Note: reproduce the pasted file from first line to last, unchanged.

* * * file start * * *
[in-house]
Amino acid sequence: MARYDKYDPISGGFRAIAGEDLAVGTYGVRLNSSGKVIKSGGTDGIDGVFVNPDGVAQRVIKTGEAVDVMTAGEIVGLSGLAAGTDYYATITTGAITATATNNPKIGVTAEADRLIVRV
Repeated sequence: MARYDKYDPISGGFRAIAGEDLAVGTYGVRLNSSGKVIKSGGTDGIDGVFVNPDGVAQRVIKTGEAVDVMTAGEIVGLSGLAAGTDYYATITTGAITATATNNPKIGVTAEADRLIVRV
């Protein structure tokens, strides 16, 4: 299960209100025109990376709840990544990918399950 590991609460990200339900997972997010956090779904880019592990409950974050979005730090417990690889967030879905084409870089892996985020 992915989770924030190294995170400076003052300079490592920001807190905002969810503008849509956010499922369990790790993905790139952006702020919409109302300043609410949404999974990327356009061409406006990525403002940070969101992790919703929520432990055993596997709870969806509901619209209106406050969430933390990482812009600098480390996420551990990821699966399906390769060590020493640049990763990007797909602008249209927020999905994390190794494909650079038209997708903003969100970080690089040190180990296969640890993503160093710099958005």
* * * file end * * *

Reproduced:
[in-house]
Amino acid sequence: MARYDKYDPISGGFRAIAGEDLAVGTYGVRLNSSGKVIKSGGTDGIDGVFVNPDGVAQRVIKTGEAVDVMTAGEIVGLSGLAAGTDYYATITTGAITATATNNPKIGVTAEADRLIVRV
Repeated sequence: MARYDKYDPISGGFRAIAGEDLAVGTYGVRLNSSGKVIKSGGTDGIDGVFVNPDGVAQRVIKTGEAVDVMTAGEIVGLSGLAAGTDYYATITTGAITATATNNPKIGVTAEADRLIVRV
């Protein structure tokens, strides 16, 4: 299960209100025109990376709840990544990918399950 590991609460990200339900997972997010956090779904880019592990409950974050979005730090417990690889967030879905084409870089892996985020 992915989770924030190294995170400076003052300079490592920001807190905002969810503008849509956010499922369990790790993905790139952006702020919409109302300043609410949404999974990327356009061409406006990525403002940070969101992790919703929520432990055993596997709870969806509901619209209106406050969430933390990482812009600098480390996420551990990821699966399906390769060590020493640049990763990007797909602008249209927020999905994390190794494909650079038209997708903003969100970080690089040190180990296969640890993503160093710099958005």